All changing voltage waveforms indeed pass through a cap, be it pulsed DC or AC... even pulsed DC squarewave signal will pass through a cap at the moment of the change.

Back to school.

Title: Re: Help me understand complementary push pull amp
Post by: antijon on March 10, 2021, 03:02:58 PM
The first image that you posted wouldn't work. As it is nothing would happen on the neg half cycle.

Just saying it's more likely that they forgot to add the label for -VCC at the bottom rail.

Otherwise, you could replace the "ground" at the load with the center tap of a voltage divider. e.g. if you had 12V from VCC rail to bottom rail, when the top transistor closes the load would see 6V+ from VCC to center tap. When the bottom transistor closes the load would see 6V- from center tap to bottom rail. (Don't really know if this would work because I don't do electronics but it seems feasible in my head lol)
Title: Re: Help me understand complementary push pull amp
Post by: nix85 on March 10, 2021, 03:10:07 PM
They did not forget it is implied and most often symbolized that bottom is also "ground", that is, Vcc-.

Of course "ground" does not always have to be Vcc-, it's just a circuit wide reference point.

Here is the first diagram on google images for push pull amp

Looking at these diagrams one would conclude that during negative halfcycle current flows from ground to ground, lol.
Title: Re: Help me understand complementary push pull amp
Post by: nix85 on March 10, 2021, 05:46:34 PM
This guy is "explaining" it and of course does not address the issue.

And then we wonder why ppl don't understand shit. Almost nothing is explained right.
Title: Re: Help me understand complementary push pull amp
Post by: AlienGrey on March 10, 2021, 10:05:18 PM
If you understand sh would that be a hallo of some sort ? ;D ;D

If you conect the lower transister to a -12 Volts it will go bang !

Do you know why ?
Title: Re: Help me understand complementary push pull amp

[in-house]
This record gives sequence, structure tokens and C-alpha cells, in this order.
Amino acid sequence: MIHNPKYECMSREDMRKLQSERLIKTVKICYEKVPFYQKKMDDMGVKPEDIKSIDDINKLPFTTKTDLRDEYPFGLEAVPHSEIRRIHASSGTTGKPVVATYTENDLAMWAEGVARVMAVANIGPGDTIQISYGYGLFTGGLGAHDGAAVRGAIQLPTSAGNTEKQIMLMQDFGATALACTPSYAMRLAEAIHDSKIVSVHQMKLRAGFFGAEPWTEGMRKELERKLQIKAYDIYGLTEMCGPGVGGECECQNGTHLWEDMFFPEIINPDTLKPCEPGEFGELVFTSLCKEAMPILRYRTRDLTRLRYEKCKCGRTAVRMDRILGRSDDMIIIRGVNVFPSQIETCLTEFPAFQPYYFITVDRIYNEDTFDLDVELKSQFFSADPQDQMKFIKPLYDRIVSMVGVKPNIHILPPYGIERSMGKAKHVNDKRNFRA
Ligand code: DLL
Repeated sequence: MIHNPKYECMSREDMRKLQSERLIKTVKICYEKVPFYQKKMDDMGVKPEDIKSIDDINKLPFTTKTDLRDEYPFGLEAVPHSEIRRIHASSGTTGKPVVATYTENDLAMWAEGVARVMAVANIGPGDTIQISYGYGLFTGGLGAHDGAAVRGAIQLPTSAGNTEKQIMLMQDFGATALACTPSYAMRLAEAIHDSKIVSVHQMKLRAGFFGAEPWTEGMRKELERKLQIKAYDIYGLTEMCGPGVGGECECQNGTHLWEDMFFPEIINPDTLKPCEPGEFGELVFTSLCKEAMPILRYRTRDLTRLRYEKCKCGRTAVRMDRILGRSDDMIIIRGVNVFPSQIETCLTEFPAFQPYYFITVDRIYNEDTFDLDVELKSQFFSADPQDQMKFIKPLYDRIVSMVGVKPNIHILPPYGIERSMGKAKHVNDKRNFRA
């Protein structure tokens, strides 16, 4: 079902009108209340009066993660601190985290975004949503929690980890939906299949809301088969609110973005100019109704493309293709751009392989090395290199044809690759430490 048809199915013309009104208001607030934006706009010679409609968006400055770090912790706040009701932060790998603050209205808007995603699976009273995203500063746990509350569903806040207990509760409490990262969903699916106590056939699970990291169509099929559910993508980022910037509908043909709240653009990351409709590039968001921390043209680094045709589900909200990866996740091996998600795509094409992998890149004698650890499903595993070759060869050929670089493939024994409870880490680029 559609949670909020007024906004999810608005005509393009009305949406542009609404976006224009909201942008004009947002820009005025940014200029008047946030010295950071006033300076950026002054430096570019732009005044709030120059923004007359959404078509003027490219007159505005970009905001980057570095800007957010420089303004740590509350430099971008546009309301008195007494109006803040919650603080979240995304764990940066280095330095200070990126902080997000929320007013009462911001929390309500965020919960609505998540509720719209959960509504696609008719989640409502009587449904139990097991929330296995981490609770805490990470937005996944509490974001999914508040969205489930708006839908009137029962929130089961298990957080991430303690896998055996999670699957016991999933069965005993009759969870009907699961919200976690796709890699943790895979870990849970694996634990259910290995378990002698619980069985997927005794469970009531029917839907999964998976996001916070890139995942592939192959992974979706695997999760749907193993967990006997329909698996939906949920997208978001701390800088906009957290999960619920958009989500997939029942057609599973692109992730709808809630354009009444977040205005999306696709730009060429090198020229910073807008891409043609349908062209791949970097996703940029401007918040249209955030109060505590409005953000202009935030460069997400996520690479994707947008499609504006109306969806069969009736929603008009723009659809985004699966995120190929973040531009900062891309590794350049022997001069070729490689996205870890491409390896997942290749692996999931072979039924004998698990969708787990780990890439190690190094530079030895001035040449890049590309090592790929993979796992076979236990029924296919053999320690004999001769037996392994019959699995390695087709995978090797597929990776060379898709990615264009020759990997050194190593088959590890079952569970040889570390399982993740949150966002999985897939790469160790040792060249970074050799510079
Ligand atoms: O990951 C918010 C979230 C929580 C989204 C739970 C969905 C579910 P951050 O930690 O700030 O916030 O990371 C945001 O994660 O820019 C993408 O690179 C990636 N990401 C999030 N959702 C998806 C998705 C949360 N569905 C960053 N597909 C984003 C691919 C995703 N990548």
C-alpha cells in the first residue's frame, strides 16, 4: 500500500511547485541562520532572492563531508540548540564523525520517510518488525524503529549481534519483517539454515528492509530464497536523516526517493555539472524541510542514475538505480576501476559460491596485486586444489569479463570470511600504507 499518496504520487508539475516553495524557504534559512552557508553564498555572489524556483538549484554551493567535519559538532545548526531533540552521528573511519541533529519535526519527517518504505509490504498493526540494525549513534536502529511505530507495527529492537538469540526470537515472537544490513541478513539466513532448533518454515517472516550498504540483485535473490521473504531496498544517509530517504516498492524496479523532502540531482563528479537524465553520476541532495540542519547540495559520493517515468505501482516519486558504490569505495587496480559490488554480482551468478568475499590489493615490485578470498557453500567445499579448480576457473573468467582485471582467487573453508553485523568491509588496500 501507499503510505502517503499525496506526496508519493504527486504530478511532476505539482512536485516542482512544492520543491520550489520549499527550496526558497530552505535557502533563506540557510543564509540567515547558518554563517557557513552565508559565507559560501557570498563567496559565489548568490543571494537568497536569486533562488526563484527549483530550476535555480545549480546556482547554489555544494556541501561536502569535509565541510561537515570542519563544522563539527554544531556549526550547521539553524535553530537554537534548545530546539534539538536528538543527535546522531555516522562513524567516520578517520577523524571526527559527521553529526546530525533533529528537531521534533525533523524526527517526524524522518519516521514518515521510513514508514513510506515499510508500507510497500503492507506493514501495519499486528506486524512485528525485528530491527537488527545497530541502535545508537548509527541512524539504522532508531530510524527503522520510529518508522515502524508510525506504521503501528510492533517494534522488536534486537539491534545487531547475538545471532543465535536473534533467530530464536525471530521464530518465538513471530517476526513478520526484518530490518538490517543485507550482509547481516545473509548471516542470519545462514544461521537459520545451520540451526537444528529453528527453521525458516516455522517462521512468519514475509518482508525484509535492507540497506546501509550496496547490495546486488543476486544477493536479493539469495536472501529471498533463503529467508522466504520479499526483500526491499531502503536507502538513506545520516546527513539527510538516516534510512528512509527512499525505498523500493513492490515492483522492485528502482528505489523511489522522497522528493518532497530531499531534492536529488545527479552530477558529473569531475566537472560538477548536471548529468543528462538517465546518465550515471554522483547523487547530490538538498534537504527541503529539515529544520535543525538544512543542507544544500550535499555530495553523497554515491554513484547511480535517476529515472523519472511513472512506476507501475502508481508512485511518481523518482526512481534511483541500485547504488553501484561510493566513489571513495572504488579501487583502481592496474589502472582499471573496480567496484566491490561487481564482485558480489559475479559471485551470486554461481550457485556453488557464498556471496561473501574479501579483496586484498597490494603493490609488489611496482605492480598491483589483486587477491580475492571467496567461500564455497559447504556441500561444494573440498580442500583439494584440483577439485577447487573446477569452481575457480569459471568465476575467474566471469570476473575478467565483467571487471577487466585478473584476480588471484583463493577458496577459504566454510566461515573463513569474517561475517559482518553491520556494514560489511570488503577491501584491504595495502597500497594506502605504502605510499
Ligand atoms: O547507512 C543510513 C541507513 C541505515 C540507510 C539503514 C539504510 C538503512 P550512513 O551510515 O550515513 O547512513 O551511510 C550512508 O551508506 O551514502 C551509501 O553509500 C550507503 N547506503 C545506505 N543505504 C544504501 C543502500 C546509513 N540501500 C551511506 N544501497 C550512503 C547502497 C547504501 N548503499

Post by: antijon on March 10, 2021, 11:45:49 PM
AlienGrey, is that why they sometimes put a capacitor before the input? I don't know about with a square wave, but a sine would pass through the cap. and show a pos. and neg. value.

Nix, I can see why that would work in the video, at least the diagram with the capacitor before the output load. The cap. charges during the pos. half wave, and negative half wave discharges the cap. through the bottom transistor. The load after the cap. should see a forward and reverse current
Title: Re: Help me understand complementary push pull amp
Post by: nix85 on March 11, 2021, 10:23:19 AM
Nix, I can see why that would work in the video, at least the diagram with the capacitor before the output load. The cap. charges during the pos. half wave, and negative half wave discharges the cap. through the bottom transistor. The load after the cap. should see a forward and reverse current

Capacitor before the input is to remove any dc.

Yea, that's what i assumed too. Keep in mind

all changing voltage will pass through the cap.

Only the dc bias 1/2 Vcc can remain on it to

discharge in opposite direction.
Title: Re: Help me understand complementary push pull amp
Post by: nix85 on March 11, 2021, 10:24:45 AM
If you understand sh would that be a hallo of some sort ? ;D ;D

If you conect the lower transister to a -12 Volts it will go bang !

Do you know why ?

LOL i see you are still confused,
have you at least learned what displacement current is
and that all changing signals pass through a cap ? ;D ;D
Title: Re: Help me understand complementary push pull amp
Post by: nix85 on March 11, 2021, 11:16:30 AM
Only way i can see it really make sense, the way he describes in the video

is with another resistor that forms voltage divider with load resistor

that biases Ve at 1/2 Vcc when both transistors are off. So as Q1 turns on Ve

can swing from 1/2 Vcc up to Vcc and when Q1 is off and Q2 on from 1/2 Vcc to 0.
Title: Re: Help me understand complementary push pull amp
Post by: nix85 on November 09, 2021, 03:07:46 PM